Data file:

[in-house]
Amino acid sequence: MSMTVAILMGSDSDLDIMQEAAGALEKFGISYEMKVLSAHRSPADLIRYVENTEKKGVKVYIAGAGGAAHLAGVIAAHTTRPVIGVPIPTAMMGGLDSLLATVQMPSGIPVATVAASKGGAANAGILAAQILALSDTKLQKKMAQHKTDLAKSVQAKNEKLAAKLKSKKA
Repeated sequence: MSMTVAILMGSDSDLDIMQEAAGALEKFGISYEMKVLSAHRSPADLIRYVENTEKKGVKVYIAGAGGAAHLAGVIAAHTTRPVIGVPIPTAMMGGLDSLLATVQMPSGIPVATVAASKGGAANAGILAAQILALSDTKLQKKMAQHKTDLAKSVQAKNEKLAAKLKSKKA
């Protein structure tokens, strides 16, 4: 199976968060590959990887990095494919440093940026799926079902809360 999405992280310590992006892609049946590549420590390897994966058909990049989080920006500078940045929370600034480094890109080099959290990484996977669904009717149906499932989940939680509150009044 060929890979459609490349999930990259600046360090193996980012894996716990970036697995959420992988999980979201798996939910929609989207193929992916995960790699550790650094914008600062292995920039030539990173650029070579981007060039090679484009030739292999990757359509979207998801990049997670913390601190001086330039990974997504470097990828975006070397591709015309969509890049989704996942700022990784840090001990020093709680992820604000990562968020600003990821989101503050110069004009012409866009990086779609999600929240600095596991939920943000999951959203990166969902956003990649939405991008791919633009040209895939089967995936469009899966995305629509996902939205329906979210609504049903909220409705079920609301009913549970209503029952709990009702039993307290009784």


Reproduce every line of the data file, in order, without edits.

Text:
[in-house]
Amino acid sequence: MSMTVAILMGSDSDLDIMQEAAGALEKFGISYEMKVLSAHRSPADLIRYVENTEKKGVKVYIAGAGGAAHLAGVIAAHTTRPVIGVPIPTAMMGGLDSLLATVQMPSGIPVATVAASKGGAANAGILAAQILALSDTKLQKKMAQHKTDLAKSVQAKNEKLAAKLKSKKA
Repeated sequence: MSMTVAILMGSDSDLDIMQEAAGALEKFGISYEMKVLSAHRSPADLIRYVENTEKKGVKVYIAGAGGAAHLAGVIAAHTTRPVIGVPIPTAMMGGLDSLLATVQMPSGIPVATVAASKGGAANAGILAAQILALSDTKLQKKMAQHKTDLAKSVQAKNEKLAAKLKSKKA
């Protein structure tokens, strides 16, 4: 199976968060590959990887990095494919440093940026799926079902809360 999405992280310590992006892609049946590549420590390897994966058909990049989080920006500078940045929370600034480094890109080099959290990484996977669904009717149906499932989940939680509150009044 060929890979459609490349999930990259600046360090193996980012894996716990970036697995959420992988999980979201798996939910929609989207193929992916995960790699550790650094914008600062292995920039030539990173650029070579981007060039090679484009030739292999990757359509979207998801990049997670913390601190001086330039990974997504470097990828975006070397591709015309969509890049989704996942700022990784840090001990020093709680992820604000990562968020600003990821989101503050110069004009012409866009990086779609999600929240600095596991939920943000999951959203990166969902956003990649939405991008791919633009040209895939089967995936469009899966995305629509996902939205329906979210609504049903909220409705079920609301009913549970209503029952709990009702039993307290009784």